Offering people in your target market a free product in return for their name and email is such a basic concept in online marketing, but many people struggle with the technology.
Yet without this free product, often called a freebie, you won’t be able to grow your subscriber list. And without the list, you won’t have people to sell to via email. Email marketing is the bedrock of online success.
In this post, I’m assuming that you have something to give away and just need to create an opt-in page where people can subscribe to get it.
Here’s a brief overview of the process. Note that the specifics will vary depending on your email service provider, page builder, etc.
Upload the freebie to an online storage location
In order to deliver your freebie, you need to give subscribers a link that lets them download it. Here are some options:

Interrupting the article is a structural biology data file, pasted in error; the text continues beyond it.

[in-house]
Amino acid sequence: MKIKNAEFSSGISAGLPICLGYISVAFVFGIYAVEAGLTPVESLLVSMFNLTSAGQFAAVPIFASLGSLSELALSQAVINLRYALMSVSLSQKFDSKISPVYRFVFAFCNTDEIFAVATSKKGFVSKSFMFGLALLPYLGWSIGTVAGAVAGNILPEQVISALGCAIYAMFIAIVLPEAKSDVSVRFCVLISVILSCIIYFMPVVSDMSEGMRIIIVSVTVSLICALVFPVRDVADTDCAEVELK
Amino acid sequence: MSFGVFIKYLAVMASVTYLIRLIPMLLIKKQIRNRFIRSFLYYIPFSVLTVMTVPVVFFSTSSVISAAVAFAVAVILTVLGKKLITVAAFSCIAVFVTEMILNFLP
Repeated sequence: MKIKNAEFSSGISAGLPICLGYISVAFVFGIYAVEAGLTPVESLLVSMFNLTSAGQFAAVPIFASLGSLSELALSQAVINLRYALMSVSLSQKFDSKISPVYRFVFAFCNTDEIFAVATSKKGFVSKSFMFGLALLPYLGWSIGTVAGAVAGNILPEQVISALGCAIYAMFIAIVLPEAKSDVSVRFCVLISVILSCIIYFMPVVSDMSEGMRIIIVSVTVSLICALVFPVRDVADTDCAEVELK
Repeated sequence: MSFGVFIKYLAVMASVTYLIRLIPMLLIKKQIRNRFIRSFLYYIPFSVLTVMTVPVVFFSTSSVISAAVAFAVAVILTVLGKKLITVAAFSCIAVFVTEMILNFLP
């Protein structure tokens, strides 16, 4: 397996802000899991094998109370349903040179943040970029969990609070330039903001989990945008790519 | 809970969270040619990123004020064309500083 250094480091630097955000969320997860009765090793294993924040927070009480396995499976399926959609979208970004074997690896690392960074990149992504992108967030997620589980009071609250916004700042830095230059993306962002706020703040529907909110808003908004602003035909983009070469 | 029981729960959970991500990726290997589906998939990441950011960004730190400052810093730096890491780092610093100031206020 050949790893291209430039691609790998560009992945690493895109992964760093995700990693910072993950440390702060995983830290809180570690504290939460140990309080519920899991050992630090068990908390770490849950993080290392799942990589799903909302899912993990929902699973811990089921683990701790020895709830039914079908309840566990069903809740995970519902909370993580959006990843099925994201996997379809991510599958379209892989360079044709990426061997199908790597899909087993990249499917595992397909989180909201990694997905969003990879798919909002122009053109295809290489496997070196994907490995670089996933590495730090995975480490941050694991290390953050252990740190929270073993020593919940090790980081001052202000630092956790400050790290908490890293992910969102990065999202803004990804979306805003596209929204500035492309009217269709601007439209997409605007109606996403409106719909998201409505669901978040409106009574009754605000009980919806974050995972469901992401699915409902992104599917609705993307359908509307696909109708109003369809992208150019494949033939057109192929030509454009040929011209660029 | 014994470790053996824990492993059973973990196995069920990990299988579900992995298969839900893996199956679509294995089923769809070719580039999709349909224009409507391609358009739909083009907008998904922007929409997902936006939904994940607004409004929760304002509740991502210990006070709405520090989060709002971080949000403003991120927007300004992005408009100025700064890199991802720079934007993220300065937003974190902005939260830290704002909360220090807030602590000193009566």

- Your WordPress Media Library: Use this only if the freebie is a small file and you don’t expect high volume. Click Add Media, upload the file, and click Edit to see the URL.
- Amazon S3: This is what I use because it’s very inexpensive, fast, and reliable. Start here to create a free account but note that you will pay a small amount each month for storage and traffic, probably less than $5. Watch the video. Be sure to organize your content into “buckets” and folders. Once you’ve uploaded a file, click it to see its URL.
- Google Drive: You can use Google Drive to store documents up to your limit. Once you’ve uploaded your freebie, click Share and Get a LInk to get the URL.
Once you have uploaded your freebie, note the URL. You’ll need it later so keep that URL handy!
Create your opt-in page
In WordPress, create a new page. (The same principles apply to other types of websites.) I say this because I DON’T recommend that you let your email service provider host the opt-in form. It won’t be branded properly and it will have an unexpected URL (owned by your email service provider) that will confuse and even worry people. (Was my browser hacked?!?) That will cause some people to close the browser tab and choose not to fill out the form.